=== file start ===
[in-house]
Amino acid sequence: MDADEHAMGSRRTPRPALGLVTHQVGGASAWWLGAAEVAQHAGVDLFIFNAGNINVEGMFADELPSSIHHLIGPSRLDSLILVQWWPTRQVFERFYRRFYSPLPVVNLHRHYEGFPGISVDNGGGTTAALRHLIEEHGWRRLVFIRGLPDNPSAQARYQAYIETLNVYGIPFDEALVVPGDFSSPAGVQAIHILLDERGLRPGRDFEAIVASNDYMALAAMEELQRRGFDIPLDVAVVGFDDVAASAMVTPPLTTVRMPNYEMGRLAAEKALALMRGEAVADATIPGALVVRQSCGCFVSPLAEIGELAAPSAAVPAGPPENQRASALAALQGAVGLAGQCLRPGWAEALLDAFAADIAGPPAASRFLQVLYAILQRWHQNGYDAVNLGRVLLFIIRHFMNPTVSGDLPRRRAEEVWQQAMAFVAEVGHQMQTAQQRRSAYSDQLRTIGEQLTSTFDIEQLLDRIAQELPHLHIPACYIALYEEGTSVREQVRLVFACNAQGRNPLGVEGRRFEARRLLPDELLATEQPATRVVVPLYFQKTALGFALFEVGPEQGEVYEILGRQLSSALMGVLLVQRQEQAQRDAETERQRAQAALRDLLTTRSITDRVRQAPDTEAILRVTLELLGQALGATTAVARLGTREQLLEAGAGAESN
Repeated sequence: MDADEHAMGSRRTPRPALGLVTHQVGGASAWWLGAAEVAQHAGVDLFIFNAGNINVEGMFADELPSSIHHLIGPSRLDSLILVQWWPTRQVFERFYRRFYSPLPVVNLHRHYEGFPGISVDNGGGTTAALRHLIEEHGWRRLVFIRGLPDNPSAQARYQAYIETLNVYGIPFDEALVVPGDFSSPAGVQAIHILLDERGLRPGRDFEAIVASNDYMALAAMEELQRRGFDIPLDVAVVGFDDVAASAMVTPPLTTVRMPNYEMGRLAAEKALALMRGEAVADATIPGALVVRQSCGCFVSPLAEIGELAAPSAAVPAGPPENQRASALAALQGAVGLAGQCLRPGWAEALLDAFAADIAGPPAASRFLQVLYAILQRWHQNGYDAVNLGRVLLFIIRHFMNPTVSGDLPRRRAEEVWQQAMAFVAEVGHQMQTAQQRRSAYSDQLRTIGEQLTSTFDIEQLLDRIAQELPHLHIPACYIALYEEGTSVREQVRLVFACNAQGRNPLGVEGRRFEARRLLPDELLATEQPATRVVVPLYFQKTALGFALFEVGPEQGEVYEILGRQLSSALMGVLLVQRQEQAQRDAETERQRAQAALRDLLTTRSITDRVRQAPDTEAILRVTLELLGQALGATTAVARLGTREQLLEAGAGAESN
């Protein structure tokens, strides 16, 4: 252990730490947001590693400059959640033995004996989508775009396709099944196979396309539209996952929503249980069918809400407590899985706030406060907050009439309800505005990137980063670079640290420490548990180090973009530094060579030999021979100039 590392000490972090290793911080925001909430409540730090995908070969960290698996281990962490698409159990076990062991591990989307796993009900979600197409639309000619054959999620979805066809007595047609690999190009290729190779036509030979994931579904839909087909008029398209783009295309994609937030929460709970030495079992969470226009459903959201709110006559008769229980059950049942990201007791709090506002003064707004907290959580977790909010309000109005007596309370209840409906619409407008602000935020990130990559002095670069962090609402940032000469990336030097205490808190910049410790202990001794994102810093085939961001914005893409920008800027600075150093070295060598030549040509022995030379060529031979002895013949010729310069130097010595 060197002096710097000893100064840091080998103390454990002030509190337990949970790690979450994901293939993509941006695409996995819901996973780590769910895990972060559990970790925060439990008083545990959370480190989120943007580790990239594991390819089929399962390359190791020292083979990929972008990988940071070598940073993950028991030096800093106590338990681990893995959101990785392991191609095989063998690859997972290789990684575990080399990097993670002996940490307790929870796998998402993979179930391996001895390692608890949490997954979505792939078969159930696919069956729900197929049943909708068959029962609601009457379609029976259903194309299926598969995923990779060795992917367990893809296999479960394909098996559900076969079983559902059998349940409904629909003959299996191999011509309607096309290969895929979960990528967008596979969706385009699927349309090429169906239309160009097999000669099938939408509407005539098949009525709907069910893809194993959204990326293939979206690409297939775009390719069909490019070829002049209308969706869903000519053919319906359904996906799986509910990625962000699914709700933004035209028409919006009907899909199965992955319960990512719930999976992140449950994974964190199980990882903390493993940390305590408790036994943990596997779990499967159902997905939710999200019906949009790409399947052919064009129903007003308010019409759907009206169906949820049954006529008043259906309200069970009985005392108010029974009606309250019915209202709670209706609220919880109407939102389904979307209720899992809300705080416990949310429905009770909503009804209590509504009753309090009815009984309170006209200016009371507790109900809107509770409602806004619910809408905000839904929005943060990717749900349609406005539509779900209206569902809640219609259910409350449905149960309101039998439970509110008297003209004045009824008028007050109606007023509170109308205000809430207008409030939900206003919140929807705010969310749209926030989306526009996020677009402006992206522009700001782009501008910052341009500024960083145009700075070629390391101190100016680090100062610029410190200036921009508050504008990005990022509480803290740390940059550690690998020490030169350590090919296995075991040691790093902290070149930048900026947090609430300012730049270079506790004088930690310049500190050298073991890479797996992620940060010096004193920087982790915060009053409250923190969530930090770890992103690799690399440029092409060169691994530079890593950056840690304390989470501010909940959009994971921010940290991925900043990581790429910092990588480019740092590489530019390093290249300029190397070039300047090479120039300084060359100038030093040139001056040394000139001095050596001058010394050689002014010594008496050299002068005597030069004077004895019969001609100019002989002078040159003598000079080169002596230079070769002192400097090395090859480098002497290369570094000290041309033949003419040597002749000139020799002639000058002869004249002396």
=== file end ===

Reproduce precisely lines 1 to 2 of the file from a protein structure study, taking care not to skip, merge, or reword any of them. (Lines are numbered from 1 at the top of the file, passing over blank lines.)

[in-house]
Amino acid sequence: MDADEHAMGSRRTPRPALGLVTHQVGGASAWWLGAAEVAQHAGVDLFIFNAGNINVEGMFADELPSSIHHLIGPSRLDSLILVQWWPTRQVFERFYRRFYSPLPVVNLHRHYEGFPGISVDNGGGTTAALRHLIEEHGWRRLVFIRGLPDNPSAQARYQAYIETLNVYGIPFDEALVVPGDFSSPAGVQAIHILLDERGLRPGRDFEAIVASNDYMALAAMEELQRRGFDIPLDVAVVGFDDVAASAMVTPPLTTVRMPNYEMGRLAAEKALALMRGEAVADATIPGALVVRQSCGCFVSPLAEIGELAAPSAAVPAGPPENQRASALAALQGAVGLAGQCLRPGWAEALLDAFAADIAGPPAASRFLQVLYAILQRWHQNGYDAVNLGRVLLFIIRHFMNPTVSGDLPRRRAEEVWQQAMAFVAEVGHQMQTAQQRRSAYSDQLRTIGEQLTSTFDIEQLLDRIAQELPHLHIPACYIALYEEGTSVREQVRLVFACNAQGRNPLGVEGRRFEARRLLPDELLATEQPATRVVVPLYFQKTALGFALFEVGPEQGEVYEILGRQLSSALMGVLLVQRQEQAQRDAETERQRAQAALRDLLTTRSITDRVRQAPDTEAILRVTLELLGQALGATTAVARLGTREQLLEAGAGAESN